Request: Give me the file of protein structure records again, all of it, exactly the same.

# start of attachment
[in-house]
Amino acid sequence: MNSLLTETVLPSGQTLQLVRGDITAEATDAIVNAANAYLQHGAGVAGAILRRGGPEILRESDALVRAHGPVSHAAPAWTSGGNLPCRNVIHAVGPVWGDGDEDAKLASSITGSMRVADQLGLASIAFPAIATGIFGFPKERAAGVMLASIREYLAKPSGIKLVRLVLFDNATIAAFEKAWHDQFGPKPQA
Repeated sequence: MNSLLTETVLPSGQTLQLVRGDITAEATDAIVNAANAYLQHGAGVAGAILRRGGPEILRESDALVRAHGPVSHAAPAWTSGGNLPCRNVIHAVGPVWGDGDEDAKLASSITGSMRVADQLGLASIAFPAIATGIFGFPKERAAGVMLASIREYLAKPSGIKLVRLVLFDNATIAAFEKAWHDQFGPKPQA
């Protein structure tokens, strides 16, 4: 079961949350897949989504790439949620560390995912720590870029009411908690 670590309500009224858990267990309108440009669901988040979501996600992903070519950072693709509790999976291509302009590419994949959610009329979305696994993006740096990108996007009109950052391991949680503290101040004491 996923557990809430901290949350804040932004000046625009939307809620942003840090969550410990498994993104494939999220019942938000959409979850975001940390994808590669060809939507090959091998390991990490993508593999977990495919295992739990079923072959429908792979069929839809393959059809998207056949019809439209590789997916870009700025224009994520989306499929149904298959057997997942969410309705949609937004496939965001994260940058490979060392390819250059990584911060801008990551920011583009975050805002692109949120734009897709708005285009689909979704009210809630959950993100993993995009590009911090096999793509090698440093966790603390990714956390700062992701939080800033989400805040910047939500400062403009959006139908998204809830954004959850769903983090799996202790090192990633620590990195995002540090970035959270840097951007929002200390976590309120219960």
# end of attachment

[in-house]
Amino acid sequence: MNSLLTETVLPSGQTLQLVRGDITAEATDAIVNAANAYLQHGAGVAGAILRRGGPEILRESDALVRAHGPVSHAAPAWTSGGNLPCRNVIHAVGPVWGDGDEDAKLASSITGSMRVADQLGLASIAFPAIATGIFGFPKERAAGVMLASIREYLAKPSGIKLVRLVLFDNATIAAFEKAWHDQFGPKPQA
Repeated sequence: MNSLLTETVLPSGQTLQLVRGDITAEATDAIVNAANAYLQHGAGVAGAILRRGGPEILRESDALVRAHGPVSHAAPAWTSGGNLPCRNVIHAVGPVWGDGDEDAKLASSITGSMRVADQLGLASIAFPAIATGIFGFPKERAAGVMLASIREYLAKPSGIKLVRLVLFDNATIAAFEKAWHDQFGPKPQA
């Protein structure tokens, strides 16, 4: 079961949350897949989504790439949620560390995912720590870029009411908690 670590309500009224858990267990309108440009669901988040979501996600992903070519950072693709509790999976291509302009590419994949959610009329979305696994993006740096990108996007009109950052391991949680503290101040004491 996923557990809430901290949350804040932004000046625009939307809620942003840090969550410990498994993104494939999220019942938000959409979850975001940390994808590669060809939507090959091998390991990490993508593999977990495919295992739990079923072959429908792979069929839809393959059809998207056949019809439209590789997916870009700025224009994520989306499929149904298959057997997942969410309705949609937004496939965001994260940058490979060392390819250059990584911060801008990551920011583009975050805002692109949120734009897709708005285009689909979704009210809630959950993100993993995009590009911090096999793509090698440093966790603390990714956390700062992701939080800033989400805040910047939500400062403009959006139908998204809830954004959850769903983090799996202790090192990633620590990195995002540090970035959270840097951007929002200390976590309120219960």